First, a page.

He said he was looking for a “restorative” solution to a “very fractured relationship,” and said he pursued the integrity commissioner approach “because it was not possible at that time to engage in an interpersonal dialogue that would help resolve some of these concerns.”

As the investigation proceeded, Stevens said he and Shaw did get a chance to talk. 

He said it was a “very important moment,” and said it was a “very successful dialogue and I think we have kind of come to terms interpersonally, but also I saw some willingness to change… there was willingness to change on both our parts.”

Stevens also said he was willing to withdraw his complaint because of the dialogue he had with Councillor Shaw.

During the discussion that followed, the revelation of Shaw’s brain injury had an impact.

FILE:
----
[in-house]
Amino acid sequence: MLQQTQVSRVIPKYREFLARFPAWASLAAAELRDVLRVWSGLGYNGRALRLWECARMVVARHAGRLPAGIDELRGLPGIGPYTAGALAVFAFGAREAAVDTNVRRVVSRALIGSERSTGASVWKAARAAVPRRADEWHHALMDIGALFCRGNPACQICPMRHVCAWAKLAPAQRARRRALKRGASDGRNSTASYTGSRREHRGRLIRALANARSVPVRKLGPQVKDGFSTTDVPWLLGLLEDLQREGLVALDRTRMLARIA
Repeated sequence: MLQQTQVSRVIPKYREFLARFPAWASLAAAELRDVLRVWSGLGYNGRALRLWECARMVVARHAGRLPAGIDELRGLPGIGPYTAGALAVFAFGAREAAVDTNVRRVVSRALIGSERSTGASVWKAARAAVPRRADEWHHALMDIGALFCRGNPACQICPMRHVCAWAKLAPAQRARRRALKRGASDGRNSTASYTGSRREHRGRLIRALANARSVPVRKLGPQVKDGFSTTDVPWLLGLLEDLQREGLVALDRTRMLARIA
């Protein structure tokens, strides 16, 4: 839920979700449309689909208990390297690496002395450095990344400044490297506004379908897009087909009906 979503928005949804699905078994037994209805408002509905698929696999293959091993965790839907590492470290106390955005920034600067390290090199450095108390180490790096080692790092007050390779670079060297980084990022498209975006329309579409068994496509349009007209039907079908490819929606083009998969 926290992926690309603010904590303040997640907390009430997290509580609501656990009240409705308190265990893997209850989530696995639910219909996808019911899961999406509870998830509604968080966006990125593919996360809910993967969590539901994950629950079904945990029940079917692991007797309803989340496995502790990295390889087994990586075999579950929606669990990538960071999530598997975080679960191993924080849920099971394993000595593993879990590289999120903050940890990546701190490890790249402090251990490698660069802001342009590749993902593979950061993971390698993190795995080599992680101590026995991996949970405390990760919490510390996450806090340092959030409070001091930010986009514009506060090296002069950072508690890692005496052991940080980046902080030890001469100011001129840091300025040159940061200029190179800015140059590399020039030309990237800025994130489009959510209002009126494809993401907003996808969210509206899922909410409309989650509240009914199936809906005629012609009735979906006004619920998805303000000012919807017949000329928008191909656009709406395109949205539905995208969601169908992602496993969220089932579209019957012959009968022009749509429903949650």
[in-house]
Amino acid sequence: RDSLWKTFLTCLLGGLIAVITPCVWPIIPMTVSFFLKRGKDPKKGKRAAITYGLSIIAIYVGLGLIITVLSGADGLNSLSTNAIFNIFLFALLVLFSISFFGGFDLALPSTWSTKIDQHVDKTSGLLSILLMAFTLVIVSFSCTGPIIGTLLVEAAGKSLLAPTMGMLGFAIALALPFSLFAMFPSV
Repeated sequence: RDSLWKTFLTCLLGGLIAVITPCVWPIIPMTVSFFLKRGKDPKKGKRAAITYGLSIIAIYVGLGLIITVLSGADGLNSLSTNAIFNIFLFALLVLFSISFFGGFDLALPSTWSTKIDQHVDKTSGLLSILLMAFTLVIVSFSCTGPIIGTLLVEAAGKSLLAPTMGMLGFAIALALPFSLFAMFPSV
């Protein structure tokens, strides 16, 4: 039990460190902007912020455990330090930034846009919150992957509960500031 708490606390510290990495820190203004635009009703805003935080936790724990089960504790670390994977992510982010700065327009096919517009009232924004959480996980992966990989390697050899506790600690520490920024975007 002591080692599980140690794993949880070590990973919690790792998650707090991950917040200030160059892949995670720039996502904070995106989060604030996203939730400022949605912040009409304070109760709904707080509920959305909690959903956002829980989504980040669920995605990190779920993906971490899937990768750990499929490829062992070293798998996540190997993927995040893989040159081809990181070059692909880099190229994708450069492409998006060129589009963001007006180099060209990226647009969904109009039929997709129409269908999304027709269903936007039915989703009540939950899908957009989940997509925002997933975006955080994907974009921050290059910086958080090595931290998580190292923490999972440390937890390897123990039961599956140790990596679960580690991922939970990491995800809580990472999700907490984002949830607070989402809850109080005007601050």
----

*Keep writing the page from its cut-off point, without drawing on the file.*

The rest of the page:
“I’m struck this is the first time I’m hearing of a medical explanation,” said Dan LeBlanc, who moved they go in-camera for legal advice. “I’m concerned it’s not mentioned in the report.”

After that in-camera meeting ended, and after the open session reconvened, Shaw was asked what steps she had taken. She responded her doctor suggested she get in touch with a therapist who understands attention deficit disorder, and there are other things she needs to do. 

When asked about her thoughts on the recommendation from the Integrity Commissioner, Shaw said “it’s not going to do what we think it’s going to do until I have my impulsiveness behavior under control. That can’t be taught through communication. That has to be taught through a therapist.”